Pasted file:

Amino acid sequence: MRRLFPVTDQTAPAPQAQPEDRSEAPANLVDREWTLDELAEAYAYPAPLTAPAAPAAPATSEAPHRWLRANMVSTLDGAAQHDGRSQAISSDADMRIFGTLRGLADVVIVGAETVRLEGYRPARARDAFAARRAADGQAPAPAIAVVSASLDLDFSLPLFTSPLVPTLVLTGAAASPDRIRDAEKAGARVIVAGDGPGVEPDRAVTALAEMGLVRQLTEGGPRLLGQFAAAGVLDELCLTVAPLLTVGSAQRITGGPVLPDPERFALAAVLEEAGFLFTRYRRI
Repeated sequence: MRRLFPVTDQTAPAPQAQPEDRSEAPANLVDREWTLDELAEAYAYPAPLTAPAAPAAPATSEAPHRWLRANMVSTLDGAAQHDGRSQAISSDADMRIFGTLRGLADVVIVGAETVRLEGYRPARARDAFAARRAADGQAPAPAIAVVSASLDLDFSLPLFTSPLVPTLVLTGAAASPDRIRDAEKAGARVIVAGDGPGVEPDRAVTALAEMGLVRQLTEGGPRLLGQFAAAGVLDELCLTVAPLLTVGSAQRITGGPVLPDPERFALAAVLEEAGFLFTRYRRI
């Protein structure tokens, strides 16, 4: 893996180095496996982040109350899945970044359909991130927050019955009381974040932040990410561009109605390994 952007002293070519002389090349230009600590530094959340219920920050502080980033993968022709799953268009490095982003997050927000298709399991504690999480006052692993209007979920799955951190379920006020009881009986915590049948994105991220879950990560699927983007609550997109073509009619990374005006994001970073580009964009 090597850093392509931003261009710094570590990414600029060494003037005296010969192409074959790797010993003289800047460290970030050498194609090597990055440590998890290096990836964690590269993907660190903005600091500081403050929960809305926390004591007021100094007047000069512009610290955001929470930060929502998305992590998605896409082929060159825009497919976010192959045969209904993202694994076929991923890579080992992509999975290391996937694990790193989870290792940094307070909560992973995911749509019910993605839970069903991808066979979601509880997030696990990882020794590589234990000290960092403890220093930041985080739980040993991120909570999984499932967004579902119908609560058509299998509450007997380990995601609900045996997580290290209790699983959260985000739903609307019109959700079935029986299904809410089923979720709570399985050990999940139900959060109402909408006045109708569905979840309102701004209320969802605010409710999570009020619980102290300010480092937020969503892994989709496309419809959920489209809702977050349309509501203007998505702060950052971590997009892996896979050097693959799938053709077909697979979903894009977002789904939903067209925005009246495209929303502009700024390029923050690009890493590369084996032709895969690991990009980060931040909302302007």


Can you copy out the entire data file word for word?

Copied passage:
Amino acid sequence: MRRLFPVTDQTAPAPQAQPEDRSEAPANLVDREWTLDELAEAYAYPAPLTAPAAPAAPATSEAPHRWLRANMVSTLDGAAQHDGRSQAISSDADMRIFGTLRGLADVVIVGAETVRLEGYRPARARDAFAARRAADGQAPAPAIAVVSASLDLDFSLPLFTSPLVPTLVLTGAAASPDRIRDAEKAGARVIVAGDGPGVEPDRAVTALAEMGLVRQLTEGGPRLLGQFAAAGVLDELCLTVAPLLTVGSAQRITGGPVLPDPERFALAAVLEEAGFLFTRYRRI
Repeated sequence: MRRLFPVTDQTAPAPQAQPEDRSEAPANLVDREWTLDELAEAYAYPAPLTAPAAPAAPATSEAPHRWLRANMVSTLDGAAQHDGRSQAISSDADMRIFGTLRGLADVVIVGAETVRLEGYRPARARDAFAARRAADGQAPAPAIAVVSASLDLDFSLPLFTSPLVPTLVLTGAAASPDRIRDAEKAGARVIVAGDGPGVEPDRAVTALAEMGLVRQLTEGGPRLLGQFAAAGVLDELCLTVAPLLTVGSAQRITGGPVLPDPERFALAAVLEEAGFLFTRYRRI
């Protein structure tokens, strides 16, 4: 893996180095496996982040109350899945970044359909991130927050019955009381974040932040990410561009109605390994 952007002293070519002389090349230009600590530094959340219920920050502080980033993968022709799953268009490095982003997050927000298709399991504690999480006052692993209007979920799955951190379920006020009881009986915590049948994105991220879950990560699927983007609550997109073509009619990374005006994001970073580009964009 090597850093392509931003261009710094570590990414600029060494003037005296010969192409074959790797010993003289800047460290970030050498194609090597990055440590998890290096990836964690590269993907660190903005600091500081403050929960809305926390004591007021100094007047000069512009610290955001929470930060929502998305992590998605896409082929060159825009497919976010192959045969209904993202694994076929991923890579080992992509999975290391996937694990790193989870290792940094307070909560992973995911749509019910993605839970069903991808066979979601509880997030696990990882020794590589234990000290960092403890220093930041985080739980040993991120909570999984499932967004579902119908609560058509299998509450007997380990995601609900045996997580290290209790699983959260985000739903609307019109959700079935029986299904809410089923979720709570399985050990999940139900959060109402909408006045109708569905979840309102701004209320969802605010409710999570009020619980102290300010480092937020969503892994989709496309419809959920489209809702977050349309509501203007998505702060950052971590997009892996896979050097693959799938053709077909697979979903894009977002789904939903067209925005009246495209929303502009700024390029923050690009890493590369084996032709895969690991990009980060931040909302302007």